That 90's Show

It appears that there’s a new bubble percolating among tech companies. This time, however, we’re not talking the tech start-ups whose bubble burst in the late ‘90s, with their lack of business plans and no prospect of profitability. What we’re seeing today are companies with something of a track record, but still provide a roller-coaster ride in terms of pricing fluctuations. Companies like Groupon, LinkedIn, even Facebook—which is valued at $75 billion. Yeah, that’s a “B”.

Not too long ago, Groupon turned down a $6 billion offer from Google. The reason: because Google’s culture was not conducive to the culture of Chicago-based Groupon. Recent reports reveal that Groupon believes its value to be between $15 and $20 billion, as it seeks to roll out its own initial public offering (“IPO”) soon.

Business oriented social media site, LinkedIn, rolled out its IPO last week at $45 per share, only to have the stock climb upwards of $122 per share before it came back down and closed around $90 per share by day’s end.

Russian search engine firm, Yandex, more than doubled its NASDAQ roll-out price of $24 by the end of the day.

Zynga, the social media gaming company is suspected of planning an IPO soon, hoping to raise $10 billion.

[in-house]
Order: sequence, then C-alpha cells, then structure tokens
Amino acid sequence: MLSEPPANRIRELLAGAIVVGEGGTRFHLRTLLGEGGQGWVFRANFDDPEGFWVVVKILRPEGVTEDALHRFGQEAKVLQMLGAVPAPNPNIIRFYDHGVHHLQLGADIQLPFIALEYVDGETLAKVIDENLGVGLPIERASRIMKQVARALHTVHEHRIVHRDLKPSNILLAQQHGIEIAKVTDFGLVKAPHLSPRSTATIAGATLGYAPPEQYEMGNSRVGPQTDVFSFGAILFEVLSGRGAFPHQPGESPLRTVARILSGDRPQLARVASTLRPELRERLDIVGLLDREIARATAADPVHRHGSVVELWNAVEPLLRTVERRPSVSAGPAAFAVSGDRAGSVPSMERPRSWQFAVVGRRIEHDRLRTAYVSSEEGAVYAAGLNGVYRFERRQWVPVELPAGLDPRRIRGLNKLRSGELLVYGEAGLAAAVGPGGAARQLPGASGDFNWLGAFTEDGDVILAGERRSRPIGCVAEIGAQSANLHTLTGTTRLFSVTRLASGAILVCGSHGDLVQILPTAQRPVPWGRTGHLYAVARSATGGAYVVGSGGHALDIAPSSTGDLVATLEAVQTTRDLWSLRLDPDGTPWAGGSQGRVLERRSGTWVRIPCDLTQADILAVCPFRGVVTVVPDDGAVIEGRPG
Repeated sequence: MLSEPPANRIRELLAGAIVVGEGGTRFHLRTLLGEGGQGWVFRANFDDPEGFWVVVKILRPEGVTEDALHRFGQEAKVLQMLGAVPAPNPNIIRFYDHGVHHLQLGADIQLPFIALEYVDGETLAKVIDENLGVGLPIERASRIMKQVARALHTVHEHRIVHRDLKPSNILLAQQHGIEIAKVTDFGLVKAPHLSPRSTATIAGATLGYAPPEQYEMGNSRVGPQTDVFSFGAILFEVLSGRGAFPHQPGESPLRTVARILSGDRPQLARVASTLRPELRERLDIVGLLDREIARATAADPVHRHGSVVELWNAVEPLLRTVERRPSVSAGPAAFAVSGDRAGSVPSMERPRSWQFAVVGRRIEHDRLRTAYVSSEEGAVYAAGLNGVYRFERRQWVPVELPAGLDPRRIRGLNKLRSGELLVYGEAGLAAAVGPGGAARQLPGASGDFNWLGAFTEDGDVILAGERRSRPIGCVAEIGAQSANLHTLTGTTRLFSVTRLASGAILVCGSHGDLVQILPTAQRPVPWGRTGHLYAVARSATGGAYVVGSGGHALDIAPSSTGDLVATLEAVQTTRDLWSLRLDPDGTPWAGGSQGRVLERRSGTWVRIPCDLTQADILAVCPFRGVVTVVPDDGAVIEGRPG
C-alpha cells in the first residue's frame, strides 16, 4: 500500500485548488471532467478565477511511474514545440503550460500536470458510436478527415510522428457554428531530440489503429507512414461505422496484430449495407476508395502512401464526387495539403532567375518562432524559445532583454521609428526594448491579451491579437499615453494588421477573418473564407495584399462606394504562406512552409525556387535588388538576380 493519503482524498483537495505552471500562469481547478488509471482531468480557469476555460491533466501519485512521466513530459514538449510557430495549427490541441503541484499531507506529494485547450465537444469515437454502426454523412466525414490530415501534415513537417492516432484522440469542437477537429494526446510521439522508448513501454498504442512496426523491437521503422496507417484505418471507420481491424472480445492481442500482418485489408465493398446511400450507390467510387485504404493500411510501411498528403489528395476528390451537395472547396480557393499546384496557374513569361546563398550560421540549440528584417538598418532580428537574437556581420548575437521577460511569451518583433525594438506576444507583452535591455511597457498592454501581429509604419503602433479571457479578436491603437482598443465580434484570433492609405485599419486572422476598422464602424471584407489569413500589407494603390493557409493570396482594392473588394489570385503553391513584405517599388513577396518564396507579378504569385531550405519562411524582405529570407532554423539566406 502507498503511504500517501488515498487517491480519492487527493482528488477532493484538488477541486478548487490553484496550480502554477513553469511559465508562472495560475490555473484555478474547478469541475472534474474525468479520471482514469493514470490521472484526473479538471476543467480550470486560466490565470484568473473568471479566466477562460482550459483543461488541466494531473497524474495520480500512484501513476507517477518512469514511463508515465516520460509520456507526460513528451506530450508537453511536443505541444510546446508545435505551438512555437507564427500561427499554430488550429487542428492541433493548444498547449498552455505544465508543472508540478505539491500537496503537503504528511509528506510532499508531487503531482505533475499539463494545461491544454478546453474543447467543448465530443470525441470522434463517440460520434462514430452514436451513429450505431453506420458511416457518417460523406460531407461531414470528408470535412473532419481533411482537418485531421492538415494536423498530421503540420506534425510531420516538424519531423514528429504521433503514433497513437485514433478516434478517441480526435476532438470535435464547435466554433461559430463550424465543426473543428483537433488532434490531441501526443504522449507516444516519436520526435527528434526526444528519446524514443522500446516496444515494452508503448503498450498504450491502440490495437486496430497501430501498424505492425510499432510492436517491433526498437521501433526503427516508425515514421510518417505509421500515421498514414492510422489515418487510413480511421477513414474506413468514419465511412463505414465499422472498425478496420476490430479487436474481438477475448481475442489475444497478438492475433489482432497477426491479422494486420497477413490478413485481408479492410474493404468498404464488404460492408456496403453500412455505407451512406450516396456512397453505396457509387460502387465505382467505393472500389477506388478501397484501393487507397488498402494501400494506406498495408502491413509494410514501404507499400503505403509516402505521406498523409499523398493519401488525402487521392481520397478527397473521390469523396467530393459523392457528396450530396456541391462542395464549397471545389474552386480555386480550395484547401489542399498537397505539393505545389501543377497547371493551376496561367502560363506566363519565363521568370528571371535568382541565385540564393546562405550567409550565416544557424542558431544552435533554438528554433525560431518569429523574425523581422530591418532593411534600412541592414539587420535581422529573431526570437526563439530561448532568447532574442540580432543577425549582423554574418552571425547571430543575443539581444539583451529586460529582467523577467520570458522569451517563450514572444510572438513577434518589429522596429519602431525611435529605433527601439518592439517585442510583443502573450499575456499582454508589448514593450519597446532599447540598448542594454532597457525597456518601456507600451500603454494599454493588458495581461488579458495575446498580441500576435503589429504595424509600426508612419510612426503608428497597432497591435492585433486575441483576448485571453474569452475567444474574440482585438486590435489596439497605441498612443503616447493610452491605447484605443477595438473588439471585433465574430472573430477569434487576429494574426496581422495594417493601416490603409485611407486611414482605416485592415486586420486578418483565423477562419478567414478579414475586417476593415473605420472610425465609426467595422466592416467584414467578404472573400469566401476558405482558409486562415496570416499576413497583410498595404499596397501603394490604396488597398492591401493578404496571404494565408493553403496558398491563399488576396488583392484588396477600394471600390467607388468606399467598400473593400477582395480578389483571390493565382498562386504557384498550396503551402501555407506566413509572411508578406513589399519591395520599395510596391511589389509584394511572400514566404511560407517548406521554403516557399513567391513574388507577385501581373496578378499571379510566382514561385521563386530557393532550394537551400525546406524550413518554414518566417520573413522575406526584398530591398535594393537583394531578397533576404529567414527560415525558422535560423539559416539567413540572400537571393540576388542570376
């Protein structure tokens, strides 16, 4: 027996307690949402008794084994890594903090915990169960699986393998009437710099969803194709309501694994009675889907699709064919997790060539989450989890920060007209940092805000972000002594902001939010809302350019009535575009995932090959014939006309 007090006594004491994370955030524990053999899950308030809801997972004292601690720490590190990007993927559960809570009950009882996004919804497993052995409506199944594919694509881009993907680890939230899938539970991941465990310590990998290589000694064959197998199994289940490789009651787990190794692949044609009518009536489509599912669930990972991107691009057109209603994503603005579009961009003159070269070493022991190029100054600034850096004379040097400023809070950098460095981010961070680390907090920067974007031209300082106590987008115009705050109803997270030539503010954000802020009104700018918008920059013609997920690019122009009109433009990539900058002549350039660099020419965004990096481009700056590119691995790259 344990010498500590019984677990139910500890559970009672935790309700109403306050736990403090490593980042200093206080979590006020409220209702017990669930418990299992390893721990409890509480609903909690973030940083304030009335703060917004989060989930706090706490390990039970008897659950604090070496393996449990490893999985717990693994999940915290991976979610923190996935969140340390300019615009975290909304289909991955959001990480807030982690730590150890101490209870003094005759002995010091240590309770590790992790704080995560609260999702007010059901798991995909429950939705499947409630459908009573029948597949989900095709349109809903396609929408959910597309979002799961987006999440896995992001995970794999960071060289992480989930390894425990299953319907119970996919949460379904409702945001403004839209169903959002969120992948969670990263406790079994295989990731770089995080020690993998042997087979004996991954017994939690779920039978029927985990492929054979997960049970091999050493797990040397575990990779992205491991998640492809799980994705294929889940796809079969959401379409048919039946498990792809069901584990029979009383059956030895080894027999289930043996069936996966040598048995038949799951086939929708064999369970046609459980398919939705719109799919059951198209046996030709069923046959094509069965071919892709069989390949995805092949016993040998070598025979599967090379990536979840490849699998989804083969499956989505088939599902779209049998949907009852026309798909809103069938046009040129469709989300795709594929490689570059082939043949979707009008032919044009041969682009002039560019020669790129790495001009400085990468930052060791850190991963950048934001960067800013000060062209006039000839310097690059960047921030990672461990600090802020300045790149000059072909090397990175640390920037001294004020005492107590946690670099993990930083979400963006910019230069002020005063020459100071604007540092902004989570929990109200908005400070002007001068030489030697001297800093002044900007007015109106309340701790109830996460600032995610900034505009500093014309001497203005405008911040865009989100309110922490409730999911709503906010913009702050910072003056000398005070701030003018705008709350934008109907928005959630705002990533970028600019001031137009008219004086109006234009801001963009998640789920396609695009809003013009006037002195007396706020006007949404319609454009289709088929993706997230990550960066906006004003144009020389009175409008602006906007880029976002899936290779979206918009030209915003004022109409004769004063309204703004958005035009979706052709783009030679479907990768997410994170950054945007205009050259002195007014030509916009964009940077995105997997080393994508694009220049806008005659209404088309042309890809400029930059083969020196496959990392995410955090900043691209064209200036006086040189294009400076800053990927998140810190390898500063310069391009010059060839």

Real Estate website Zillow filed for an IPO last month, despite its relative unprofitability.

And Pandora, internet radio, filed for an IPO in February, hoping to raise $100 million.

It all seems to point to one conclusion: Tech Bubble 2.0

And one thing is certain, especially after Real Estate Bubble 1.0—which devastated the world-wide economy—Americans are tired of bubbles!

But some disagree. LinkedIn IPO is not a sign of a new tech bubble, according to Forbes writer Tom Taulli. Scott Olster of Fortune makes the case why Pandora’s IPO is not a sign of a bubble either.

While we are seeing some wild valuations, most of the recent IPO’s are for more substantial, sustained businesses than we saw in the ‘90s. It could be just coincidence that the companies recently seeking IPO’s are sustainable, potentially profitable enterprises. It’s difficult to tell at this point, though it looks like this will be a very interesting summer—the summer of the IPO. Are we seeing irrational exuberance again? Or are we witnessing a thaw in the once frozen capital formation markets?

In either case, a new surge in tech activity is bound to have a positive impact on the Pacific Northwest/West Coast real estate situation. The thing to keep in mind is that if this is indeed a new tech bubble, it may lead to a dramatic impact on real estate, which in turn could lead to another real estate bubble. Be wary, be wise.